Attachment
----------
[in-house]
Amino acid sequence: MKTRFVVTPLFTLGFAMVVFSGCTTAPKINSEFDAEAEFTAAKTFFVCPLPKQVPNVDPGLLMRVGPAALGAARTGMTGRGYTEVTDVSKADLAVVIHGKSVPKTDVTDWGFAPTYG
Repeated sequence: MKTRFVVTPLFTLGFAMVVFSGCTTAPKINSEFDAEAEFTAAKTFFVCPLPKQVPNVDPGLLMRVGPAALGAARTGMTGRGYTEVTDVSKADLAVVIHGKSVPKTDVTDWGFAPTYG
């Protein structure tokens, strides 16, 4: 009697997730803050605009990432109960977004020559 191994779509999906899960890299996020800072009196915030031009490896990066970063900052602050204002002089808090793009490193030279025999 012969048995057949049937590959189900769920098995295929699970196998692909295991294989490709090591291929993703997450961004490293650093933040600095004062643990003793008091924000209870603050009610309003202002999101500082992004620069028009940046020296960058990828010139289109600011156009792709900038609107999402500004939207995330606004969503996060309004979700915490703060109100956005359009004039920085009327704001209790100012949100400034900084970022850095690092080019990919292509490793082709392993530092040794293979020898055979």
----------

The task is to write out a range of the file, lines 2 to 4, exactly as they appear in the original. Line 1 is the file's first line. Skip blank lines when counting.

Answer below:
Amino acid sequence: MKTRFVVTPLFTLGFAMVVFSGCTTAPKINSEFDAEAEFTAAKTFFVCPLPKQVPNVDPGLLMRVGPAALGAARTGMTGRGYTEVTDVSKADLAVVIHGKSVPKTDVTDWGFAPTYG
Repeated sequence: MKTRFVVTPLFTLGFAMVVFSGCTTAPKINSEFDAEAEFTAAKTFFVCPLPKQVPNVDPGLLMRVGPAALGAARTGMTGRGYTEVTDVSKADLAVVIHGKSVPKTDVTDWGFAPTYG
């Protein structure tokens, strides 16, 4: 009697997730803050605009990432109960977004020559 191994779509999906899960890299996020800072009196915030031009490896990066970063900052602050204002002089808090793009490193030279025999 012969048995057949049937590959189900769920098995295929699970196998692909295991294989490709090591291929993703997450961004490293650093933040600095004062643990003793008091924000209870603050009610309003202002999101500082992004620069028009940046020296960058990828010139289109600011156009792709900038609107999402500004939207995330606004969503996060309004979700915490703060109100956005359009004039920085009327704001209790100012949100400034900084970022850095690092080019990919292509490793082709392993530092040794293979020898055979």